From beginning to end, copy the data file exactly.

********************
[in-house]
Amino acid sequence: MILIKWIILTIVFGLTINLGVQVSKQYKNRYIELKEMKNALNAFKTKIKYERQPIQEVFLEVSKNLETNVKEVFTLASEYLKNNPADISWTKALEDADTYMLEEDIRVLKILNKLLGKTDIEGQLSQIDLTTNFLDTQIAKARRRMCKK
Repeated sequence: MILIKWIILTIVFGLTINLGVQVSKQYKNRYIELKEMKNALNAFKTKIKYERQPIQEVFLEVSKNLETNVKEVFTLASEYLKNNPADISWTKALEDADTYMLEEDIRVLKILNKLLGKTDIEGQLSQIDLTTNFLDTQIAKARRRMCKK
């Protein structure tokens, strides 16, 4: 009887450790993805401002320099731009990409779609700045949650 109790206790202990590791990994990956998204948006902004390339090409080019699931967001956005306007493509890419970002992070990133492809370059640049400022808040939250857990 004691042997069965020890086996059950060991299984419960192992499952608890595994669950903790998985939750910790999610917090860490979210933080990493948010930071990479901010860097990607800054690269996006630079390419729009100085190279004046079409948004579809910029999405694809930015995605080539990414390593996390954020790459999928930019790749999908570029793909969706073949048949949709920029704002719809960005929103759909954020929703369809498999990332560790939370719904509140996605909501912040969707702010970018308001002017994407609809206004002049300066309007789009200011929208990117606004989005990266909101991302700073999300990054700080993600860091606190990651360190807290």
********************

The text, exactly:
[in-house]
Amino acid sequence: MILIKWIILTIVFGLTINLGVQVSKQYKNRYIELKEMKNALNAFKTKIKYERQPIQEVFLEVSKNLETNVKEVFTLASEYLKNNPADISWTKALEDADTYMLEEDIRVLKILNKLLGKTDIEGQLSQIDLTTNFLDTQIAKARRRMCKK
Repeated sequence: MILIKWIILTIVFGLTINLGVQVSKQYKNRYIELKEMKNALNAFKTKIKYERQPIQEVFLEVSKNLETNVKEVFTLASEYLKNNPADISWTKALEDADTYMLEEDIRVLKILNKLLGKTDIEGQLSQIDLTTNFLDTQIAKARRRMCKK
């Protein structure tokens, strides 16, 4: 009887450790993805401002320099731009990409779609700045949650 109790206790202990590791990994990956998204948006902004390339090409080019699931967001956005306007493509890419970002992070990133492809370059640049400022808040939250857990 004691042997069965020890086996059950060991299984419960192992499952608890595994669950903790998985939750910790999610917090860490979210933080990493948010930071990479901010860097990607800054690269996006630079390419729009100085190279004046079409948004579809910029999405694809930015995605080539990414390593996390954020790459999928930019790749999908570029793909969706073949048949949709920029704002719809960005929103759909954020929703369809498999990332560790939370719904509140996605909501912040969707702010970018308001002017994407609809206004002049300066309007789009200011929208990117606004989005990266909101991302700073999300990054700080993600860091606190990651360190807290």